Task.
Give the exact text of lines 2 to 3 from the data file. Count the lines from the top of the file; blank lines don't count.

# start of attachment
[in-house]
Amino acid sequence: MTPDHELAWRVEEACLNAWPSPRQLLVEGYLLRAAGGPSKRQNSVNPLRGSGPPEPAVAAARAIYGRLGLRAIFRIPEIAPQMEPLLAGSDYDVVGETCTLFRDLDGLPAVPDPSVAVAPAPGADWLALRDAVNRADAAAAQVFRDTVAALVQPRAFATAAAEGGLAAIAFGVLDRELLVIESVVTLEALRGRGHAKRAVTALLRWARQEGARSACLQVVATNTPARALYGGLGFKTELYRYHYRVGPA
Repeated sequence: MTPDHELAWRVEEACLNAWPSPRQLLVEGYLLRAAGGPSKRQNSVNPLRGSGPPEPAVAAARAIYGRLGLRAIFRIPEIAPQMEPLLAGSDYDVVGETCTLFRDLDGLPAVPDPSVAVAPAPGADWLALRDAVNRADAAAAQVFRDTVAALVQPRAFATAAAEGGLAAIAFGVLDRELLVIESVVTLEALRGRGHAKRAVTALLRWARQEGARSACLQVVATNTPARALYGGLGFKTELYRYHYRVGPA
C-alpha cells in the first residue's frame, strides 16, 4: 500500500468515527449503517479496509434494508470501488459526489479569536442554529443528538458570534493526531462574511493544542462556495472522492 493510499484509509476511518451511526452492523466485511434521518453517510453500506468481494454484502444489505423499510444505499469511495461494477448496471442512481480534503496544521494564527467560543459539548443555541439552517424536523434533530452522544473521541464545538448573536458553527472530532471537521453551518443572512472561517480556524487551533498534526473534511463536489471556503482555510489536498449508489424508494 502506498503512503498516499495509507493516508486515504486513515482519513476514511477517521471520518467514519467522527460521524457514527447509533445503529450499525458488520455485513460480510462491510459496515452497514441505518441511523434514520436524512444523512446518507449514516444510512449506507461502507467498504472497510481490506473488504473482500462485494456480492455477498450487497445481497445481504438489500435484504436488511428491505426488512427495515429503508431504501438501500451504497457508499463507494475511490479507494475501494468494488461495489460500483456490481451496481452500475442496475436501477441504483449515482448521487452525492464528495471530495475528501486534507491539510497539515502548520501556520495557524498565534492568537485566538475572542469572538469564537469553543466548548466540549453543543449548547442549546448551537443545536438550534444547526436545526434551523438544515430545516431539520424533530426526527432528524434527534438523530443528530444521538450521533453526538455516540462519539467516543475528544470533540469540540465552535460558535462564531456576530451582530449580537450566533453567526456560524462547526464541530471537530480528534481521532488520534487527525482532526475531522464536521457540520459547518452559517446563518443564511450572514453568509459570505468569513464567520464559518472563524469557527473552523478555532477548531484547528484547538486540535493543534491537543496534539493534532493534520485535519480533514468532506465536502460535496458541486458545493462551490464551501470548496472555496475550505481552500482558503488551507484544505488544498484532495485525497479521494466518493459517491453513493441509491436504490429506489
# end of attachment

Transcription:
Amino acid sequence: MTPDHELAWRVEEACLNAWPSPRQLLVEGYLLRAAGGPSKRQNSVNPLRGSGPPEPAVAAARAIYGRLGLRAIFRIPEIAPQMEPLLAGSDYDVVGETCTLFRDLDGLPAVPDPSVAVAPAPGADWLALRDAVNRADAAAAQVFRDTVAALVQPRAFATAAAEGGLAAIAFGVLDRELLVIESVVTLEALRGRGHAKRAVTALLRWARQEGARSACLQVVATNTPARALYGGLGFKTELYRYHYRVGPA
Repeated sequence: MTPDHELAWRVEEACLNAWPSPRQLLVEGYLLRAAGGPSKRQNSVNPLRGSGPPEPAVAAARAIYGRLGLRAIFRIPEIAPQMEPLLAGSDYDVVGETCTLFRDLDGLPAVPDPSVAVAPAPGADWLALRDAVNRADAAAAQVFRDTVAALVQPRAFATAAAEGGLAAIAFGVLDRELLVIESVVTLEALRGRGHAKRAVTALLRWARQEGARSACLQVVATNTPARALYGGLGFKTELYRYHYRVGPA